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How can I remove OneDrive icon and Libraries icon from my desktop

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#1
jsaklas

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I will never use OneDrive.  I did the following which was supposed to uninstall it (I'm running Window 10 and Classic Windows.):

 

In the Run prompt:

 

taskkill /f /im OneDrive.exe

 

 

then

 

%SystemRoot%\SysWOW64\OneDriveSetup.exe /uninstall

 

I don't know if this worked.  However, I still have the OneDrive on my desktop.

 

How can I remove OneDrive icon (and the Libraries icon) from my desktop?

 

 

I also would like to stop the automatic re-ordering of my desktop icons, but perhaps this should be a separate topic.


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#2
britechguy

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Removing icons from the desktop is often not automatic and you may very well have an orphan icon for OneDrive.  The way you can verify that it is indeed an orphan is to try to open it.  Given what you've said you've done it will most likely give you a "target program not found" (or similar) warning.  Then it's nothing more than dragging it to the recycle bin.  You can drag any icon on your desktop to the recycle bin if you don't want it there (that doesn't remove the underlying program or object, though, just desktop access to it).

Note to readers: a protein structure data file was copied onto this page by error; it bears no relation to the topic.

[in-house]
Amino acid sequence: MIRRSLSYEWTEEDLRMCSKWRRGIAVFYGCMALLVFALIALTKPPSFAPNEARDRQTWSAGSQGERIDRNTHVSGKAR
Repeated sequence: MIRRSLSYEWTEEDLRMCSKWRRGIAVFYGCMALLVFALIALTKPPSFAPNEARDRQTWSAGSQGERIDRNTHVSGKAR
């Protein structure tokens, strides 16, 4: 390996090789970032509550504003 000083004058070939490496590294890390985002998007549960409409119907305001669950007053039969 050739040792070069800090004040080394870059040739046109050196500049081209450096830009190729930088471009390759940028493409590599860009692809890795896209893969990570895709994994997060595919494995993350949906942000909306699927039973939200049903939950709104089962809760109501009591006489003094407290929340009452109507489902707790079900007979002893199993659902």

I don't know exactly what you mean by automatic re-ordering but all aspects of arrangement and sorting of desktop icons can be controlled by right clicking in a blank area of the desktop and taking a look at the View and Sort options in the context menu.  I let my icons align to grid but I do not auto-arrange nor do I use any sort option.


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#3
jsaklas

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britechguy,

 

Thanks for the reply.

 

1.  However, dragging the icon for OneDrive and Libraries to the recycle bin does NOT work;  the icons to do not delete.